He learns while there that Odysseus is still alive and trapped by Calypso. She tells him to seek out Eumaeus when he returns who will relay his return to Penelope. Athena, Odysseus's guardian, decides with the King of Gods according to Greek mythology, Zeus, to take the form of Mentes, a Taphian chief and speak to Telemachus. The Phaeacians recall a particular prophecy warning them against helping strangers and decide never to help a traveler again. Telemachus silences them though and demands that Odysseus be given the bow and a chance. Finally, they arrive in Thrinicia, where they encounter the Cattle of the Sun.
The Gods of Olympus continue to debate what they shall do about Odysseus, but Athena takes the initiative to visit and help his son, Telemachus. In disguise as a beggar, Odysseus investigates his palace. A mere child when his father left for the Trojan War, Telemachus is, at the beginning of The Odyssey, an inexperienced, unhappy, and helpless young man. Odysseus arrives at the palace as a beggar and is immediately treated poorly. He still keeps his name to himself, but relays his story of the journey from Calypso to the beaches of Scheria and Nausicaa that morning. It is a test of physical prowess, where the bow of Odysseus was to be strung, and an arrow to be shot through twelve ace heads. He will enter the palace disguised as a beggar, while Telemachaus hides the excess arms away from the access of the suitors.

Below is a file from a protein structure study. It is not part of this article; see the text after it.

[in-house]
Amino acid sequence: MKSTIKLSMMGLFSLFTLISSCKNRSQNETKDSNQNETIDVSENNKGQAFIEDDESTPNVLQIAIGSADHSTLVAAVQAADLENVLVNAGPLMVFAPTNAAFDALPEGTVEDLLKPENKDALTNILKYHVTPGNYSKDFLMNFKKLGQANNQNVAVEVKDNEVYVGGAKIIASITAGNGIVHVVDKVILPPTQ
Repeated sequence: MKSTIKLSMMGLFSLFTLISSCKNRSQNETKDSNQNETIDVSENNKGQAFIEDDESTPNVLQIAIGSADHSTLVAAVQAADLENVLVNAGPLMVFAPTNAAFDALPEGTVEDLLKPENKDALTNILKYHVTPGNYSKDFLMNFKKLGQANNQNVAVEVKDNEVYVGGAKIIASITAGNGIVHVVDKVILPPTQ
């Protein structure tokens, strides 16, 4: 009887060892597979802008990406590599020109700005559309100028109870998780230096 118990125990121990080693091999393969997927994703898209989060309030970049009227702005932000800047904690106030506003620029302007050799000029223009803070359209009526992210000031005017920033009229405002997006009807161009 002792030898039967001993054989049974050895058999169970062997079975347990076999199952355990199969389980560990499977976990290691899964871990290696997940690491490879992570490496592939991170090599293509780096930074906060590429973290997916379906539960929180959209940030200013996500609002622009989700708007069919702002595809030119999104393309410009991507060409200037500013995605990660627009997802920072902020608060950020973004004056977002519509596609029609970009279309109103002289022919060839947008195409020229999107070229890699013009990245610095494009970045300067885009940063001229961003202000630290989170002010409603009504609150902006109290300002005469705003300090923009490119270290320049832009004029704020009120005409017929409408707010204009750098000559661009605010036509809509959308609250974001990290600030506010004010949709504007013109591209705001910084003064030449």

She tells Telemachus that he must avenge his father by killing the suitors that dishonor the estate, as Prince Orestes avenged the death of his father Agamemnon by killing his father's murderer. He chances upon Helen and Menelaus bear witness of a meeting with sea-god Proteus. She does this in the guise of Mentes, ruler of the Taphians. When Odysseus departed, he had given charge of his house to this man. Some epics were composed in order to be performed from memory, and so they include poetic devices to make them more memorable.